“It’s obviously the most visible program,” Krupica said. “The fact that we’ve reached a higher level of competitiveness creates higher expectations. But is it real critical the football team continues to play great? No. But they are key.”

Ever since the team went 6-5 in 2000, NIU’s football team peaked at 10-2 in 2003, receiving a bowl game the following year. But now the team is 3-3, with running backs Garrett Wolfe and A.J. Harris nursing injuries.

“Our deals with Gatorade and Adidas go through the 2009-10 academic year,” Phillips said. “We have good stability with these deals. With football, like any other area, we’ll have some down years. But we expect to continue what’s been accomplished.”

Once the new facility is built outside the north end zone of Huskie Stadium, assistant athletics director and head of development Tim Stedman said the Huskies will look to upgrade the rest of the teams.

“The Olympic sports like baseball, softball, track, tennis etc. have needs to be addressed,” Stedman said. “Our first goal is to put an annual fund strategy in place. Next we will explore the feasibility of special projects for the other sports.”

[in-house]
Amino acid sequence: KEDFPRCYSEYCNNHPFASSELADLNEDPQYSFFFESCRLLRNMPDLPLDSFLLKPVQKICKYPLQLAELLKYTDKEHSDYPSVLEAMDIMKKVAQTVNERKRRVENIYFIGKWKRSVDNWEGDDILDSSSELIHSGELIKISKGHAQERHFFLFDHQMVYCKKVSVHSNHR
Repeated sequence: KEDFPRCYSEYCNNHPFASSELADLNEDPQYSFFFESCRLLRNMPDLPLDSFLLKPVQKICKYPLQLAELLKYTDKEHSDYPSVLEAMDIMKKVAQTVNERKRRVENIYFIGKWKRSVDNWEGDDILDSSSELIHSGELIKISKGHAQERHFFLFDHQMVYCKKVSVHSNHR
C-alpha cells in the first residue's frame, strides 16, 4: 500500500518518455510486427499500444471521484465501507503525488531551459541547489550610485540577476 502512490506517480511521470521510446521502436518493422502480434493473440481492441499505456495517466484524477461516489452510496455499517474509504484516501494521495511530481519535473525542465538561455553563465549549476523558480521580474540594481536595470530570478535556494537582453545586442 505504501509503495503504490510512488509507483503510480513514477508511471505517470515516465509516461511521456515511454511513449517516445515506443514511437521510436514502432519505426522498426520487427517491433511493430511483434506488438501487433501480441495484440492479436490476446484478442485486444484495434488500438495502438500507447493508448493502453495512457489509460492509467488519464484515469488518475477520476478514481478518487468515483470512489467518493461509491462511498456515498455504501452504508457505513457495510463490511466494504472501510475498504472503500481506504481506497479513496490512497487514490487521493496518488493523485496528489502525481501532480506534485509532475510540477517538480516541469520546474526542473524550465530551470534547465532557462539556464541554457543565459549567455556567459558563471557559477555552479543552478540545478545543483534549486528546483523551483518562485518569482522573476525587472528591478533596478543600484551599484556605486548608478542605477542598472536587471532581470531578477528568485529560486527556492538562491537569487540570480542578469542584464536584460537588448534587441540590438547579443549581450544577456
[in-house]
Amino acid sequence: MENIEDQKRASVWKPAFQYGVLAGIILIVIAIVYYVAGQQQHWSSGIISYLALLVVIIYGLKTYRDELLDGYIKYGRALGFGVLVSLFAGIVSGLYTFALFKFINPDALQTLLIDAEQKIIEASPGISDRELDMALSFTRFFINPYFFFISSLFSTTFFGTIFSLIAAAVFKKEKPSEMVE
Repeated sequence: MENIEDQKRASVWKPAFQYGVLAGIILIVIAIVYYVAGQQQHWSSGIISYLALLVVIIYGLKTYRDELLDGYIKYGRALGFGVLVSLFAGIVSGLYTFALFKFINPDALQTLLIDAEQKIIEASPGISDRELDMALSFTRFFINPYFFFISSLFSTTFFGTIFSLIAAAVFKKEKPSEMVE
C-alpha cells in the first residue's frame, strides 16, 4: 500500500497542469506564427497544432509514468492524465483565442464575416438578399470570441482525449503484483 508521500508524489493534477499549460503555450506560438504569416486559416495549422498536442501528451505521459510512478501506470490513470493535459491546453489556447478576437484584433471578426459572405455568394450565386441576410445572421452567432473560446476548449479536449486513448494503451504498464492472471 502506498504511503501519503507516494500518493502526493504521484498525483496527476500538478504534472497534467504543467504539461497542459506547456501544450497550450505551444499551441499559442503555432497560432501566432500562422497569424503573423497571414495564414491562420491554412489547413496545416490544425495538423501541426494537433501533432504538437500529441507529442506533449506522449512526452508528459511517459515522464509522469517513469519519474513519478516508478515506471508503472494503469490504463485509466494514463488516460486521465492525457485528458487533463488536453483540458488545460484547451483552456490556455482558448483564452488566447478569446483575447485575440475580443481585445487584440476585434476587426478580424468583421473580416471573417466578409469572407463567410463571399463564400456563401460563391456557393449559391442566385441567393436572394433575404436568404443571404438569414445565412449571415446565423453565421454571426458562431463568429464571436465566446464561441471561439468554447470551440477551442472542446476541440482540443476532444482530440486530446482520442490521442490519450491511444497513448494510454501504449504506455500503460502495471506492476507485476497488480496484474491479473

Stedman said future projects will include installing lights on the soccer field, a practice facility for golf, upgrading the baseball and softball fields, locker rooms for baseball, softball, soccer and track and installing a track for the cross-country and track programs.

“It’s important to be able to articulate and state the case as to why we need to continue funding our athletics programs,” Phillips said. “Everyone wants success and there’s a price to doing business. We need an indoor facility, but also several programs here have no lights for their fields or locker rooms. Other schools in the MAC have that and in order to compete we need that at NIU. Our situation is no different than if the Engineering School needed more space, more faculty or better technology. We’re providing resources for our young people at NIU to be successful.”

Toledo built an indoor practice facility in 1990. Since then, the NIU football team has not beat Toledo.